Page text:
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Paavo Järvi's Sibelius Confirms First Impression

Mary Ellyn Hutton
Posted: Aug 28, 2002 - 11:08:07 PM in reviews_2002

Paavo Järvi: Cincinnati Symphony Orchestra. Eduard Tubin, Symphony No. 5. Sibelius, Symphony No. 2. Telarc

(first published in The Cincinnati Post Aug. 27, 2002)

Sibelius' Symphony No. 5 was Estonian born Paavo Järvi's calling card when he first conducted the Cincinnati Symphony in February, 1999. That indelible impression was enough to make him front runner in the search for a music director to succeed Jesús-López-Cobos.
Named to the post in January 2000, Järvi reaffirms that mastery with this new release from Telarc, his second with the CSO (Berlioz' "Symphonie fantastique'' was the first). It is so painstakingly crafted and so true to the spirit of the Finnish composer that one is tempted to call it definitive.
That takes some doing, because the catalogue is full of Sibelius Seconds (19 in the 2001 Schwann Opus, with many more available online). They range from various shades of romantic to the more classically refined. Järvi's empathy for the work -- perhaps it's his Finno-Ugric blood (Estonians and Finns are related) -- is matched by Telarc's sublime sound and the marvelous playing of the CSO.
Telarc never takes a back seat in sound quality, and every detail of the performance can be heard in just the right proportion. This should make it a treat for audiophiles, as Telarc is releasing it in both CD and its new multi-channel Super Audio Compact Disc format.
Of course, it takes the right conductor to lay out the sonic road map, and Järvi knows Sibelius' often-craggy terrain well. He hears -- and draws from the players -- nuances and configurations that are smudged in more superficial accounts.
Järvi's reading is persuasively Nordic, with the emphasis on gravity and deep feeling. It may be compared with his father Neeme Järvi's with the Gothenburg Symphony (Sweden) and Finnish conductor Paavo Berglund's with the Helsinki Philharmonic. Yet Järvi's feelings seem more precisely expressed. You want "lugubrious" in the second movement? (Sibelius' own marking). Check out the opening bassoon solo. There's a surprising sadness in the Trio section of the scherzo too, with its keening oboe solo. By contrast, the flute that tops off the roiling second section of the finale is ineffably sweet.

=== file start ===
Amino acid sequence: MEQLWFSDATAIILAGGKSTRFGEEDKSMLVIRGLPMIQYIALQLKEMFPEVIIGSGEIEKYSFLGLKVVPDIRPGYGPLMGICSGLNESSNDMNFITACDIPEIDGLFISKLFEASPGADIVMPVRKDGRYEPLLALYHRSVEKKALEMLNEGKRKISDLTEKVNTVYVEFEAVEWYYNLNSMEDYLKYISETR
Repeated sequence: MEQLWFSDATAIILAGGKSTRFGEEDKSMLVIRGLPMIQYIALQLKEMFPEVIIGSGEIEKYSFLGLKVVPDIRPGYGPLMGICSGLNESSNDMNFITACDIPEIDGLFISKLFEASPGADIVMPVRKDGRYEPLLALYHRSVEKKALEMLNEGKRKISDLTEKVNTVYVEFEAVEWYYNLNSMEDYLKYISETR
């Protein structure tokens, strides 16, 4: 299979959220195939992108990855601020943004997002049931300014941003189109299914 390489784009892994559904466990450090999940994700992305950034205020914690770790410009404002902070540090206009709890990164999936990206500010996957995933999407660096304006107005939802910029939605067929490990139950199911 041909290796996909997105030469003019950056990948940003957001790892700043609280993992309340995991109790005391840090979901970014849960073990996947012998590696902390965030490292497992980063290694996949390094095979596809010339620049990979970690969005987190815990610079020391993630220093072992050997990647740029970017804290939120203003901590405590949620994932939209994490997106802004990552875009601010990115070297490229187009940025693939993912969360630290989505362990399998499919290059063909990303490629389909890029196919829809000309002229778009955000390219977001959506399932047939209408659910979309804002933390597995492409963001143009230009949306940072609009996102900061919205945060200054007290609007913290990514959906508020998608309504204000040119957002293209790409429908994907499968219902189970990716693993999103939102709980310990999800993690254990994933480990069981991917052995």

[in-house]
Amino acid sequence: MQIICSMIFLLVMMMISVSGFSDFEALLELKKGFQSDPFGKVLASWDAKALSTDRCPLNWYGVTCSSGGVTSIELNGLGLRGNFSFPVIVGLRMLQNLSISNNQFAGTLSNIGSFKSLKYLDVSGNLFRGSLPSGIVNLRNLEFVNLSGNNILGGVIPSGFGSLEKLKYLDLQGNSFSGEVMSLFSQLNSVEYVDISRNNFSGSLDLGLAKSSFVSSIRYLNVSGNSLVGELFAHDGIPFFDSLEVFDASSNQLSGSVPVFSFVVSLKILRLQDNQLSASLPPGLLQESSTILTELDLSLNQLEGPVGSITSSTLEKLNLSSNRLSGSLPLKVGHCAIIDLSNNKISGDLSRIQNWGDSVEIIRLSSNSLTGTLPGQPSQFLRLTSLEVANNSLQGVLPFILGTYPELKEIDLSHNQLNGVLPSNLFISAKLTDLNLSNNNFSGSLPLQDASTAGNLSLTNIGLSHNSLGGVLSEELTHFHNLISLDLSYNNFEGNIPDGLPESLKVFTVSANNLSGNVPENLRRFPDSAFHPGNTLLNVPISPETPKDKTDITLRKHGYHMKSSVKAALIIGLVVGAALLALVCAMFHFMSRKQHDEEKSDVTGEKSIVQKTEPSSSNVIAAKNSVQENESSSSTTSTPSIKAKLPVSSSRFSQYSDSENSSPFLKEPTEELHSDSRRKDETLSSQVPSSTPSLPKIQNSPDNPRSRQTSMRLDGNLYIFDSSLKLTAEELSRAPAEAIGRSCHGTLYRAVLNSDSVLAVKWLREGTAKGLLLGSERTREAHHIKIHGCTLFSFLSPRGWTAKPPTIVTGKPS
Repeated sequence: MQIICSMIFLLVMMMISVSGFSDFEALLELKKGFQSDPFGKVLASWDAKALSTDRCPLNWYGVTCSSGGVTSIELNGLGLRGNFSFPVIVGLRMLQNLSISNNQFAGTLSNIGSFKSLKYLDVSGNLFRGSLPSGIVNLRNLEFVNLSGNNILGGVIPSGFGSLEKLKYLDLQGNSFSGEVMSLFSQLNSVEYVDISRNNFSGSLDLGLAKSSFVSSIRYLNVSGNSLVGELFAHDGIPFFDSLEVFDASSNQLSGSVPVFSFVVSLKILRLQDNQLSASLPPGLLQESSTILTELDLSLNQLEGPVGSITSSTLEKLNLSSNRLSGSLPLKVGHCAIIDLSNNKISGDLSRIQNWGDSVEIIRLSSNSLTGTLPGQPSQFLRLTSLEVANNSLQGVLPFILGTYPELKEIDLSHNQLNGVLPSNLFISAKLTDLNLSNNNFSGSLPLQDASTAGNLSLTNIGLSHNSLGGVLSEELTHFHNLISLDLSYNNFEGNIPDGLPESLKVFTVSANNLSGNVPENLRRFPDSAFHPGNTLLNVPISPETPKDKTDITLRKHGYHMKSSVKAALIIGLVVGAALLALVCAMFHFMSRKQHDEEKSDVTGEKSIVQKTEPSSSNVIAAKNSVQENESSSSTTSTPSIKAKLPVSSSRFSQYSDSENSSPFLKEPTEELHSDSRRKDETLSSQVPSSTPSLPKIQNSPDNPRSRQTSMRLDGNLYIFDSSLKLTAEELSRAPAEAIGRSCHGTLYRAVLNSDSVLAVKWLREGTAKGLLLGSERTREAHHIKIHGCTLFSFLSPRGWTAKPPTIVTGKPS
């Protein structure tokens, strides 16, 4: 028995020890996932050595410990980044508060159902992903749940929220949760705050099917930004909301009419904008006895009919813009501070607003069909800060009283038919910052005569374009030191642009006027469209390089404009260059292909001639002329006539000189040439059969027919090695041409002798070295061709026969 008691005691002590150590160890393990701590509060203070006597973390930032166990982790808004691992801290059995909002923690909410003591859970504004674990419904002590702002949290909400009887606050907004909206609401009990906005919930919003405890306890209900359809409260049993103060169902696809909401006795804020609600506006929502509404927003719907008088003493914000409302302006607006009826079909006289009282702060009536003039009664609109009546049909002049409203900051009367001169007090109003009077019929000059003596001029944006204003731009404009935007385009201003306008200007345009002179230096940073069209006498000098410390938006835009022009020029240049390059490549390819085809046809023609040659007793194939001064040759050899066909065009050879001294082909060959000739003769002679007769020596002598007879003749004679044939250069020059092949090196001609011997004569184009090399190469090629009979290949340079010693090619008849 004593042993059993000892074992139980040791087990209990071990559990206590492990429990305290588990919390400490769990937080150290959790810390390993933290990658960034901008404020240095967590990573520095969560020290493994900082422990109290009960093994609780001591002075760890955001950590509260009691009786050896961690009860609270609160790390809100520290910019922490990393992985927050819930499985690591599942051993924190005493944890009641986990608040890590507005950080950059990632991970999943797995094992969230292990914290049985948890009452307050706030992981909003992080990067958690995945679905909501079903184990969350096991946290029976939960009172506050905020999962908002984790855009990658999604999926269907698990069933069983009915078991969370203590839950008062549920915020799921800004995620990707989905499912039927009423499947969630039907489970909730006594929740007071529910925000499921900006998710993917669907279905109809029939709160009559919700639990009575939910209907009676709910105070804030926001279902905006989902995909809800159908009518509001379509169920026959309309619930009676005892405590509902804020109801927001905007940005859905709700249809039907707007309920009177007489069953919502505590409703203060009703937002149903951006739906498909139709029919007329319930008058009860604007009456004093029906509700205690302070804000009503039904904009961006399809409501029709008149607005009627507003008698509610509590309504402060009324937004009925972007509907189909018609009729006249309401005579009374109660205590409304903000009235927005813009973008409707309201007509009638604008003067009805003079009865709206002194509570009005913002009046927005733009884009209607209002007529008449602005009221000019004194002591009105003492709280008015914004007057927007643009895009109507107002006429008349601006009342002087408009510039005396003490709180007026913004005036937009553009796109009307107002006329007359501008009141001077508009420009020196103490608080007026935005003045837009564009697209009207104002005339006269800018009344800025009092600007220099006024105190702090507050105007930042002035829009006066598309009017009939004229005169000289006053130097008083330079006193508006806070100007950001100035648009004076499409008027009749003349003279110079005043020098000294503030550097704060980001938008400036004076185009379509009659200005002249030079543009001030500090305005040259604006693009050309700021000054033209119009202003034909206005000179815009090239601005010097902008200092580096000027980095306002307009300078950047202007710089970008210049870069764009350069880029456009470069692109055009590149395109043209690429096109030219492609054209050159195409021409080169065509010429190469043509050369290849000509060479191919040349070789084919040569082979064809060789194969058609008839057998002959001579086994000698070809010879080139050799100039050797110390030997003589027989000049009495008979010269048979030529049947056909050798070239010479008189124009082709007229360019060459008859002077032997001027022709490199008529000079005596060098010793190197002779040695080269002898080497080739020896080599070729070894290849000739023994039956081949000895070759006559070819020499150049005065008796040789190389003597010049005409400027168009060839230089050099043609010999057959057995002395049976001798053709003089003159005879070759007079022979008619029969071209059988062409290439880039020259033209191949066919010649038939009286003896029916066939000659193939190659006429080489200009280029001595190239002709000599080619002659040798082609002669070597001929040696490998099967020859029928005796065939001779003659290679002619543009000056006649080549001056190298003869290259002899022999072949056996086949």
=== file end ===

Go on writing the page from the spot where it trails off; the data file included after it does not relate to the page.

The triumphant finale has a for-the-ages sheen. The all-important brasses play with astonishing clarity, and timpanist Eugene Espino adds grandeur and depth to the closing bars by rolling out low D's on his 36-inch kettledrum.
Paired with the Sibelius is the Symphony No. 5 by Estonian composer Eduard Tubin (1905-82). Completed in 1946 in Sweden, where Tubin and thousands of his countrymen took refuge as the Soviet Union completed its takeover of Estonia in the last days of World War II, it's a powerful work that, like its composer, should be better known. This is the first American recording (Neeme Järvi made the world premiere recording for the Swedish label Bis in 1985).
Tubin was influenced by Bartok, Ravel and the Russian composers Scriabin and Stravinsky. Estonian folk music plays an important part in his works -- he wrote 10 symphonies -- and they tend to reflect his life experiences and those of his country (nine percent of the population of Estonia was deported to Siberia in the 1940s).
The dramatic, three-movement symphony is filled with turbulence and pathos -- the events of war, the composer said. The first and last movements end with a pair of timpani ""battling it out,'' while the tragic slow movement interweaves a pair of Estonian folk songs. Järvi extracts every drop of anger and irony -- the march-like finale recalls Shostakovich -- and it ends with what a reviewer at the world premiere in Stockholm in 1947 called a view of The Promised Land.
With this latest release, the CSO will be expanding its global reach. In July, the orchestra was recognized by Ohio Gov. Robert Taft with his Excellence in Exporting Award. Of the 8.7 million CSO recording units sold since 1980, 4 million, or 46 percent, have been sold in foreign countries. Järvi will sign copies of the new CD and the earlier Berlioz disc at Joseph-Beth Booksellers in Norwood from 3 to 4 p.m. Sept. 22.